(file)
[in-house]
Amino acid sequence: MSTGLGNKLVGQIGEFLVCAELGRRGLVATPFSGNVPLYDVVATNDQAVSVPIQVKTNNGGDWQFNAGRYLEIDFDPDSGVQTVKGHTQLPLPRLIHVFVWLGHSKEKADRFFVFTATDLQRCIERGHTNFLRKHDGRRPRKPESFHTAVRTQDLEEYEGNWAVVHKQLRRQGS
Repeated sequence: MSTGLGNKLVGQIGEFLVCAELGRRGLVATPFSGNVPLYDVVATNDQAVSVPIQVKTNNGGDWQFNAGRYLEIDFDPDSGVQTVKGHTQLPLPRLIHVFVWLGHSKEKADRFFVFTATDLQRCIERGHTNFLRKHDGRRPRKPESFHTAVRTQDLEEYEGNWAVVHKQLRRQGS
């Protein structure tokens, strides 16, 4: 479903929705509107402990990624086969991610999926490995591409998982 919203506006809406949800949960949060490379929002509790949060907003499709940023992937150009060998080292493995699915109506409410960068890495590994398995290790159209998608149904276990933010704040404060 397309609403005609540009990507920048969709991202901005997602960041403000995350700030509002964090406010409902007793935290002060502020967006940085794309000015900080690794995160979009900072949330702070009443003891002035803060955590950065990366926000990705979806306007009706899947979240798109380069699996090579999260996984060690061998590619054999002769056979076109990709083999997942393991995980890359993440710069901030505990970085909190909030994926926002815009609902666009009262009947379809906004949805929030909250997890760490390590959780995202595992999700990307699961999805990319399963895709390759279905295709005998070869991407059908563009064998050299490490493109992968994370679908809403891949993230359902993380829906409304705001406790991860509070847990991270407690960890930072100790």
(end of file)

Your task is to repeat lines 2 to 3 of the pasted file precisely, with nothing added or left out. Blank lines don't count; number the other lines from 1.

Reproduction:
Amino acid sequence: MSTGLGNKLVGQIGEFLVCAELGRRGLVATPFSGNVPLYDVVATNDQAVSVPIQVKTNNGGDWQFNAGRYLEIDFDPDSGVQTVKGHTQLPLPRLIHVFVWLGHSKEKADRFFVFTATDLQRCIERGHTNFLRKHDGRRPRKPESFHTAVRTQDLEEYEGNWAVVHKQLRRQGS
Repeated sequence: MSTGLGNKLVGQIGEFLVCAELGRRGLVATPFSGNVPLYDVVATNDQAVSVPIQVKTNNGGDWQFNAGRYLEIDFDPDSGVQTVKGHTQLPLPRLIHVFVWLGHSKEKADRFFVFTATDLQRCIERGHTNFLRKHDGRRPRKPESFHTAVRTQDLEEYEGNWAVVHKQLRRQGS